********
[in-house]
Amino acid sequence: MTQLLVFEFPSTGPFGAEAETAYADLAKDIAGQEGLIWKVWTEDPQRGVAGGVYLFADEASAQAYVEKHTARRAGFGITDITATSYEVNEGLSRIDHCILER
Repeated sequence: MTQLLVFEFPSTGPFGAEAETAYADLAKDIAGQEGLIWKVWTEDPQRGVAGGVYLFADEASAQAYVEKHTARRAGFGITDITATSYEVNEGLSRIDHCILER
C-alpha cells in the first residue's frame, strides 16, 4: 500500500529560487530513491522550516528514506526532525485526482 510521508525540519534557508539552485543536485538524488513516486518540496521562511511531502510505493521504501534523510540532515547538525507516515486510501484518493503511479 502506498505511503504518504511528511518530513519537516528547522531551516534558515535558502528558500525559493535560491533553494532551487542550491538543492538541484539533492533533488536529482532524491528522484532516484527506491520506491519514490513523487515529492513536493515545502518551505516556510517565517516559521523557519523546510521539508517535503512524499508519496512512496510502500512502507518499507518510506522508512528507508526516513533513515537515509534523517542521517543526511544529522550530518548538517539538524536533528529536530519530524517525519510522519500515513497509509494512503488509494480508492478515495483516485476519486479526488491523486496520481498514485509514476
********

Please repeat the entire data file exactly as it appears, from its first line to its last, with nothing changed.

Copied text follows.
[in-house]
Amino acid sequence: MTQLLVFEFPSTGPFGAEAETAYADLAKDIAGQEGLIWKVWTEDPQRGVAGGVYLFADEASAQAYVEKHTARRAGFGITDITATSYEVNEGLSRIDHCILER
Repeated sequence: MTQLLVFEFPSTGPFGAEAETAYADLAKDIAGQEGLIWKVWTEDPQRGVAGGVYLFADEASAQAYVEKHTARRAGFGITDITATSYEVNEGLSRIDHCILER
C-alpha cells in the first residue's frame, strides 16, 4: 500500500529560487530513491522550516528514506526532525485526482 510521508525540519534557508539552485543536485538524488513516486518540496521562511511531502510505493521504501534523510540532515547538525507516515486510501484518493503511479 502506498505511503504518504511528511518530513519537516528547522531551516534558515535558502528558500525559493535560491533553494532551487542550491538543492538541484539533492533533488536529482532524491528522484532516484527506491520506491519514490513523487515529492513536493515545502518551505516556510517565517516559521523557519523546510521539508517535503512524499508519496512512496510502500512502507518499507518510506522508512528507508526516513533513515537515509534523517542521517543526511544529522550530518548538517539538524536533528529536530519530524517525519510522519500515513497509509494512503488509494480508492478515495483516485476519486479526488491523486496520481498514485509514476